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Sending Money – the Stagnant Status Quo
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Sending Money – the Stagnant Status Quo

Money has a key role to play in nearly all aspects of modern society. For many developed countries, the difficulties of sending money are not as apparent as they are in the developing world.

However, even the largest multinational corporations face challenges when handling funds and managing their financial supply chain.

It all comes down to the fundamental problem that money, in its current form, is still analog, despite the technological advances and opportunities that have emerged in recent years.

To send money throughout the financial system, users and entities are required to go through an expensive chain of payment and banking intermediaries that add not only cost but also additional time to payment transactions.

A lot of complexity in this system is due to the fact that payment solutions and financial services are often siloed, have difficulty interacting with each other across international borders, and are built upon outdated legacy systems (IIF, 2017).

Navigating the complexity can be a headache! (Adobe Stock/Carl Jenster)

Another reason for the high cost associated with payments is that increasingly complex requirements for anti-money laundering add administrative costs and a need to de-risk.

Many banks do not have a direct relationship with one another, meaning that vast cross-border banking networks, with multiple correspondent banks, need to be in place, which ultimately adds costs for every new entity a transaction must pass.

It is no wonder, though, that the established players do not wish to change the system.

In 2017, the global payments revenue was $1.9 trillion and is estimated to grow to $2.9 trillion in 2022.

The lack of alternatives has, thus far, allowed incumbent players to dominate the space, and dictate fee structures and policies to their benefit.

However, with distributed ledger technologies, opportunities to improve infrastructure, and address gaps in the market are on the rise.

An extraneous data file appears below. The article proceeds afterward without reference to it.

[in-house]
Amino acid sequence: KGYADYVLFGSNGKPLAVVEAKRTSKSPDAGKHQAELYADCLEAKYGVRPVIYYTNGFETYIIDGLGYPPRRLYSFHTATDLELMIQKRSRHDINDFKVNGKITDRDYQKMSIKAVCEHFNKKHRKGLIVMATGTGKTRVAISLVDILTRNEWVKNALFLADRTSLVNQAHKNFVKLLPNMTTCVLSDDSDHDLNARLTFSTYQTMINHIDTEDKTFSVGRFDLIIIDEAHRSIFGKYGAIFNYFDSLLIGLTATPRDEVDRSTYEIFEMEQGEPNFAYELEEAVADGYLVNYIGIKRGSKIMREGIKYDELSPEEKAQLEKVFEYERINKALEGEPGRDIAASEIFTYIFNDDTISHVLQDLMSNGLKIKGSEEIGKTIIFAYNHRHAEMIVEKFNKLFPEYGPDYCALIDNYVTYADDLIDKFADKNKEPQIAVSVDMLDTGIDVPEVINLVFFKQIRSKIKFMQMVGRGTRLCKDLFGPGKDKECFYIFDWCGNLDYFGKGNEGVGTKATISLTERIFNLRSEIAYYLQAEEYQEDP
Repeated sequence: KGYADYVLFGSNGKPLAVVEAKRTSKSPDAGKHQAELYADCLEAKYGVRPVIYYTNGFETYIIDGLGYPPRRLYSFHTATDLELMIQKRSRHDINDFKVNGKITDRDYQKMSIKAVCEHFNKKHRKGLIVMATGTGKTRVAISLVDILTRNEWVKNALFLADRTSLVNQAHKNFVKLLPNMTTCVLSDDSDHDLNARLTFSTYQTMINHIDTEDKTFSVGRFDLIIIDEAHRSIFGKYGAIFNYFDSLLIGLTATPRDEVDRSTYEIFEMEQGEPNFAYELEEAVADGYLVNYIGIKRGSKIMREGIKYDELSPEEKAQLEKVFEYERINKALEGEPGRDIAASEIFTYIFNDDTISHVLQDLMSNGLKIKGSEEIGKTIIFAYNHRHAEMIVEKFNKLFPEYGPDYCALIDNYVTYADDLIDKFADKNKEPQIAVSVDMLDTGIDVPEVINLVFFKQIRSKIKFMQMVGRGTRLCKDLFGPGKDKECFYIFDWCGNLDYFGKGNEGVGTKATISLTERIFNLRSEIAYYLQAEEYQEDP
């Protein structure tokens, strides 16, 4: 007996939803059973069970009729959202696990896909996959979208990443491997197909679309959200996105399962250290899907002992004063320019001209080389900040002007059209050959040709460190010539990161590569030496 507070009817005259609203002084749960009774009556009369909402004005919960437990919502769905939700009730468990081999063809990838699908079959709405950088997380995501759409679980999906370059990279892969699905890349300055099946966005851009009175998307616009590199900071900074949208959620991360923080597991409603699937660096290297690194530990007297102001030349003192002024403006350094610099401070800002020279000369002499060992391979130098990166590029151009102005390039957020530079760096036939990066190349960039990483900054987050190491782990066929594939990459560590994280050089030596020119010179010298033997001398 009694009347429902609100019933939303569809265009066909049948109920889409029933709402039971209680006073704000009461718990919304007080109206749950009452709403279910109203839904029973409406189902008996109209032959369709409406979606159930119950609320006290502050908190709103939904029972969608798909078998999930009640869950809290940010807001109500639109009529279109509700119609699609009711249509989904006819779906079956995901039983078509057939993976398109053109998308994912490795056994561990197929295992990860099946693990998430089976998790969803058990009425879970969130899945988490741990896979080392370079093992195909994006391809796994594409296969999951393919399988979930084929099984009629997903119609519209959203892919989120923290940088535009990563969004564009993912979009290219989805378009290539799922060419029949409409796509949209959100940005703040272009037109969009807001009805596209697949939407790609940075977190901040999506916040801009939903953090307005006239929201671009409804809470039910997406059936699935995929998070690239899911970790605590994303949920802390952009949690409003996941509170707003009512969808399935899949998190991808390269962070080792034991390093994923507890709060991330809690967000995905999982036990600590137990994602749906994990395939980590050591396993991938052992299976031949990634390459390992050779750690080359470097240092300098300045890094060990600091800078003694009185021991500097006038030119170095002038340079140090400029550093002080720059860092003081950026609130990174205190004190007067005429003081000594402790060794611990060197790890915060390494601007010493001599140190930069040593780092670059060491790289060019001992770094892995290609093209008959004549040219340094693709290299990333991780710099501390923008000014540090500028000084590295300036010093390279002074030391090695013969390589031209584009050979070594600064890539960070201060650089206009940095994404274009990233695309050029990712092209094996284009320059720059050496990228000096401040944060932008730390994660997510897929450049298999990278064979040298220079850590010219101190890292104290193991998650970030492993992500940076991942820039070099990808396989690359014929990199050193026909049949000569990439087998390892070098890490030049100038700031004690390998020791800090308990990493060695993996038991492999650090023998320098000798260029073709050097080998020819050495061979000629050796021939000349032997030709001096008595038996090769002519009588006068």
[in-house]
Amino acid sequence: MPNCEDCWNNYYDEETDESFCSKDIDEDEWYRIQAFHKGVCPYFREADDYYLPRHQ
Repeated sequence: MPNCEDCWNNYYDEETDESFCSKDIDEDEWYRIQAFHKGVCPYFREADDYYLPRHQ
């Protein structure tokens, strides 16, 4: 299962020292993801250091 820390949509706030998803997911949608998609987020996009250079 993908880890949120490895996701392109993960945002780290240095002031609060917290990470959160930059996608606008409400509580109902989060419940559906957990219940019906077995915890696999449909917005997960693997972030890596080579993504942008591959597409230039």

Global payments is an enormous and profitable industry. (Adobe Stock/Carl Jenster)

The time for change is now!

As our economies become more and more interconnected and global income inequality grows, it is now more important than ever to solve the issues that have become inherent with legacy systems.

Distributed ledger technologies have gone through the discovery phase to having actual use-cases which are highly relevant to many of the issues outlined by the United Nations’ Sustainable Development Goals, as well as problems in financial services, banking, and payments.

Blockchain is here to stay. (Adobe Stock/Carl Jenster)

Distributed ledgers and blockchains propose viable solutions for overburdened, and expensive value delivery- and management-chains.

By reducing the need for intermediaries, proposing increased security, enabling accessibility in the far reaches of the world, and adding mechanisms for identity management, vast improvements can be made to the stagnating infrastructure.

Blockchain technology is disruptive – yes, but it is disrupting a system, which is ripe for change, and blockchain presents a reliable solution more than anything else.

The tides of technology are coming in. (Adobe Stock/Carl Jenster)

Case in point, the annual value of the human trafficking market is roughly $150 billion.

Furthermore, the annual value of the global illegal drug industry is estimated to be worth between $465 billion and $650 billion per year. For the sake of comparison, the GDP of Sweden is roughly $551 billion.

These funds inevitably flow into the financial systems of the world. The primary issue is that it is difficult to trace funds in the current systems – blockchains can play a crucial part in solving that.

The current financial systems are based on fractional lending through the expansion of money, which is arguably one of the chief causes of the Great Recession in 2007/2008.

As the global economies become increasingly dependent upon each other, so does the risk of another major global financial crisis (Cheng & Yang, 2017).

Central banks, together with regulators and politicians, can to some extent control the risks associated with credit expansion, but only to a certain extent.

Rethinking the way we handle primary money in a non-leveraged fashion is now possible because we can keep money safe using distributed ledgers, without engaging in fractional lending (Kumhof & Benes, 2012).

The time for change is now. Digital, DLT-based payments companies, like ARYZE, tread the line between modern and traditional, providing a compliant solution to stagnating legacy systems and financial exclusion.

Through state-of-the-art design principles and trusted partners, they set out to solve intricate systemic problems and supply the vital, innovative elements for the future of finance and global payments.

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